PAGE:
Performance reviews are valuable for both the employee and the employer. It's a chance for managers to appreciate exceptional work and offer guidance on what could have been done better, and to have an open discussion about the future of the company and the potential for employee growth.
However, annual performance reviews can be daunting as employees struggle to remember what they did months ago. An effective performance review should also allow for managers to get reviewed by their direct reports. These are some of the challenges that affect current performance review processes.
Human capital element is often the key contributor to business success and a good number of companies invest heavily in talent management. Time is invested in performance appraisal but is the time spent congruent with the performance improvement envisaged?
Are employees learning and developing their skills through this process or are they simply revisiting the past?
Perhaps it is time we rethought the entire performance appraisal system to one which creates tangible value for both the employer and employee. A system whereby feedback is crisp, useful and continuous throughout the year.
As performance management evolves, some companies such as General Electric, Google, Netflix, Microsoft, and Facebook have reimagined performance reviews to exemplify ongoing progress updates rather than a single annual exercise.
With more modern appraisal systems, management is looking to get rid of the current system which is subjective, past oriented and ultimately demotivating to employees. Sadly, it is often the case that a performance appraisal feels similar to an indictment in a court where a list of charges are brought and the employee is a defendant.
To deal with this problem, the new performance appraisal system encourages regular, candid feedback from various sources such as customers, managers, team leaders and suppliers. Due to the many mini-reviews that an employee receives within the course of the year, the results are more accurate, holistic and meaningful both to the reviewer and reviewee.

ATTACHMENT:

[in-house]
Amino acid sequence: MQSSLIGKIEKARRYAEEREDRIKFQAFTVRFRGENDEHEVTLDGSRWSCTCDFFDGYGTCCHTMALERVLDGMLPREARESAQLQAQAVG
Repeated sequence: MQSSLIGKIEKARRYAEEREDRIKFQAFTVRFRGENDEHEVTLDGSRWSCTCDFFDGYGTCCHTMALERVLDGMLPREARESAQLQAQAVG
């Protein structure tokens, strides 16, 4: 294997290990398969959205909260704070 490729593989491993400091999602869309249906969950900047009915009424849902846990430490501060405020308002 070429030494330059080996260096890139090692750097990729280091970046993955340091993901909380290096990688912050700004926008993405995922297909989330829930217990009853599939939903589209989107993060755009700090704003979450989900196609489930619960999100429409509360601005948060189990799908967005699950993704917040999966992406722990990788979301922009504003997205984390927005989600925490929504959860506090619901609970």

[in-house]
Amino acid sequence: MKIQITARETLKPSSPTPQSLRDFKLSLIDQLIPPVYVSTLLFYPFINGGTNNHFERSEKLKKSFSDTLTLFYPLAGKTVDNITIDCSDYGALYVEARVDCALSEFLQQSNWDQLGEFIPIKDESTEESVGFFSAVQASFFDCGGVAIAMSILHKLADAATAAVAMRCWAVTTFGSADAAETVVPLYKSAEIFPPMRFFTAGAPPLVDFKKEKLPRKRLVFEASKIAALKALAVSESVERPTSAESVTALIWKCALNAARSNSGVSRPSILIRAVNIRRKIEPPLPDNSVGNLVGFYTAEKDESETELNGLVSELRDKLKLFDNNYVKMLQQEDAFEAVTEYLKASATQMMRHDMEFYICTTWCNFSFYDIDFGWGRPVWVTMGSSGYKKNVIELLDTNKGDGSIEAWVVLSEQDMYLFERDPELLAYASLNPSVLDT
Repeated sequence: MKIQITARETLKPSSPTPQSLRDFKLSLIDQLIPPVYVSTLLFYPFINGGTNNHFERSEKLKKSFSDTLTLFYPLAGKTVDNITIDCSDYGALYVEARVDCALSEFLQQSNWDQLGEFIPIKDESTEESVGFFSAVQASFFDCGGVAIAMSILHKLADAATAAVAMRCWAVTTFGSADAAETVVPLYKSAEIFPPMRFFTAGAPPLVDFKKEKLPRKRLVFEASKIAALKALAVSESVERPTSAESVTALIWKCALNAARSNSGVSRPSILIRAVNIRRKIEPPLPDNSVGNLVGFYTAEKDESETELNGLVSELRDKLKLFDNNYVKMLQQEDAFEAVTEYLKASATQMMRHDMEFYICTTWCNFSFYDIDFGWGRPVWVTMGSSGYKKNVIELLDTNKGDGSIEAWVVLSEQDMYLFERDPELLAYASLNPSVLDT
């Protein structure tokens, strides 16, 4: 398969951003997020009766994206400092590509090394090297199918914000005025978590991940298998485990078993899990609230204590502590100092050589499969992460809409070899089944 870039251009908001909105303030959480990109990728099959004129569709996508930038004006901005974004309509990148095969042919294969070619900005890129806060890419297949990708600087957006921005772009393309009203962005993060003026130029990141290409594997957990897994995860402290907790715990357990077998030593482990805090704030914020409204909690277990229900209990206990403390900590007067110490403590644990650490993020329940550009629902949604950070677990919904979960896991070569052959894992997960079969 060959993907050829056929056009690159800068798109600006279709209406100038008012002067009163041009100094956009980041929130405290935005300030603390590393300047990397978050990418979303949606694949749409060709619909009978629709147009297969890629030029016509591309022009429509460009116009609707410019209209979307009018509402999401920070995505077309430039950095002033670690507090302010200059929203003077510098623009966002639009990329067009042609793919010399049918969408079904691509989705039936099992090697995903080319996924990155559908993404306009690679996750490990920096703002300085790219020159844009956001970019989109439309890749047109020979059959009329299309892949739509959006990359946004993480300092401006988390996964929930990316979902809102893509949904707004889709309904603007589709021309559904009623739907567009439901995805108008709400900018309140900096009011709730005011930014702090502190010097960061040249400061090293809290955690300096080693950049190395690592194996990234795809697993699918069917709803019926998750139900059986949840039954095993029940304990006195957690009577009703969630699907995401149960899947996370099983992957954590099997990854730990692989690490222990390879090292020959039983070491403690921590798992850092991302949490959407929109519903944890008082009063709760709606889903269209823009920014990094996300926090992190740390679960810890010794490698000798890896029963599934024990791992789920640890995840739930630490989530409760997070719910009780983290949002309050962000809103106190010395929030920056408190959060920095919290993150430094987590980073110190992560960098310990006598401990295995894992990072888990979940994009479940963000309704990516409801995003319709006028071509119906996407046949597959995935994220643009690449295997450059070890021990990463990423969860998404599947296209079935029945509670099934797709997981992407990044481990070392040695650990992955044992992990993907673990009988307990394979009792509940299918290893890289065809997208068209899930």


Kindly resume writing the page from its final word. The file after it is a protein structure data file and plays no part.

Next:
Performance trends also become clearly visible and efforts made by the employee during the year to improve on weak areas can also be demonstrated due to the ongoing nature of the feedback process.
This invariably means that employees are coached and developed to better yesterday’s best of themselves. This ultimately adds to the company’s bottom line as employees realise maximum productivity in their work sooner rather than later.
A continuous improvement culture is also entrenched in the company as junior employees and managers are given feedback that is present and future oriented.
As the world changes, companies need to adapt quickly and effectively.
Companies want tobuild objectives that are more fluid and changeable than fixed annual goals, have frequent progress review discussions rather than annual or semi-annual ones, engage in forward-looking coaching for development rather than backward-focused rating and ranking, and place a greater emphasis on teams than on individuals.
To achieve this, employers need to keenly evaluate the method they are using to assess the employees performance against the organisation’s key performance indicators. Is the time spent completing performance reviews in tandem with performance improvement across the organisation or is it simply a tick-the-box exercise that is time consuming?
In addition, where a company has invested in systems to document and record performance reviews, is the system fit for purpose or does it need to be modified to cater for an ongoing progress culture check? For example, a company with a young and mobile workforce may wish to consider a feedback app where superiors can give feedback in crisp and prompt ‘tweet’ form.
Managing talent can be a formidable task for HR functions as the approaches and methodologies keep evolving and this is why many companies and organisations are regularly engaging specialised HR consultants to advise on performance criteria and measurement; alignment of reward to performance; and building a performance culture that produces the desired behavioural change.
To get to a place where the performance review system is delivering the expected value to an organisation, companies need to first introspectively look at their vision, mission and goals and how these will be achieved by harnessing and synergising the people asset.
In order to be impactful, progress reviews should occur as part of an ongoing dialogue between managers and employees.
Formal reviews can be an opportunity to celebrate earned success, reflect on experience, recalibrate goals and start afresh, but they should never be a substitute for everyday feedback and coaching.
Joy Mwangi, Human Resource Consultant with PwC Kenya’s People and Organization department.